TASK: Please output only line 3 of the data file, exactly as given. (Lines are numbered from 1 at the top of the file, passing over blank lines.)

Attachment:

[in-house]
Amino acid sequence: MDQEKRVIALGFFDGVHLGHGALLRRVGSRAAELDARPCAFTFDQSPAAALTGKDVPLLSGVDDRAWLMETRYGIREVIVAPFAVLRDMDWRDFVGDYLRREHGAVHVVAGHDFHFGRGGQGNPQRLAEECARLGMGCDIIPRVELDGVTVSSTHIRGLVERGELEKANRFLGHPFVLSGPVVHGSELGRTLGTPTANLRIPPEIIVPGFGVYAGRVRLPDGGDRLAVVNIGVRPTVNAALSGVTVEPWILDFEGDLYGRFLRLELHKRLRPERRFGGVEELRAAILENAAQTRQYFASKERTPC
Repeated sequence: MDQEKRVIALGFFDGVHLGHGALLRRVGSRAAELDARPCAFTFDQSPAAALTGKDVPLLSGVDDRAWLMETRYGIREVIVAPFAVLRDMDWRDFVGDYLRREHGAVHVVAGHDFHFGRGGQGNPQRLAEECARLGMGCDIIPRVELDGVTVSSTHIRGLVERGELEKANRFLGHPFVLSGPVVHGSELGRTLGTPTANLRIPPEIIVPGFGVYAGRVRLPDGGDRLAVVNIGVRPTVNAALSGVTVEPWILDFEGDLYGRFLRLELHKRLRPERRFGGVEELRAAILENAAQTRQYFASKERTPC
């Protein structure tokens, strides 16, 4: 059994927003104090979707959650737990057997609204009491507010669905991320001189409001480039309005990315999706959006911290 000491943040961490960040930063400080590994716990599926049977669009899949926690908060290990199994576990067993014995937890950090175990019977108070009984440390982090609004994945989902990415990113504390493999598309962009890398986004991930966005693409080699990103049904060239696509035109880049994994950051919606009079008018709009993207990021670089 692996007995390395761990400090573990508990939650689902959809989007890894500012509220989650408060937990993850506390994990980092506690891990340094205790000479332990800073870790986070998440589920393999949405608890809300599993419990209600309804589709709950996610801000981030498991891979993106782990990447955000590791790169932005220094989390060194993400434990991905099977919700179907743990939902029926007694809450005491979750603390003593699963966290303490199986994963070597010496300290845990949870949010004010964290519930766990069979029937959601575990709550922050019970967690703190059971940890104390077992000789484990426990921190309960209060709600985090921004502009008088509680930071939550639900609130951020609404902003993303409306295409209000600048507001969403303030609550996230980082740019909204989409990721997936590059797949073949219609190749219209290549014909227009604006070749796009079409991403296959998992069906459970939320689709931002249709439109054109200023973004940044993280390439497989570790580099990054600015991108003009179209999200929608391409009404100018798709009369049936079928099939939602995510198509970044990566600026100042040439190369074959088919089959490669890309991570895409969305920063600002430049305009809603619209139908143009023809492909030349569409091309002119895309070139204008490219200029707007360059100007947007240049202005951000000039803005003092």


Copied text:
Repeated sequence: MDQEKRVIALGFFDGVHLGHGALLRRVGSRAAELDARPCAFTFDQSPAAALTGKDVPLLSGVDDRAWLMETRYGIREVIVAPFAVLRDMDWRDFVGDYLRREHGAVHVVAGHDFHFGRGGQGNPQRLAEECARLGMGCDIIPRVELDGVTVSSTHIRGLVERGELEKANRFLGHPFVLSGPVVHGSELGRTLGTPTANLRIPPEIIVPGFGVYAGRVRLPDGGDRLAVVNIGVRPTVNAALSGVTVEPWILDFEGDLYGRFLRLELHKRLRPERRFGGVEELRAAILENAAQTRQYFASKERTPC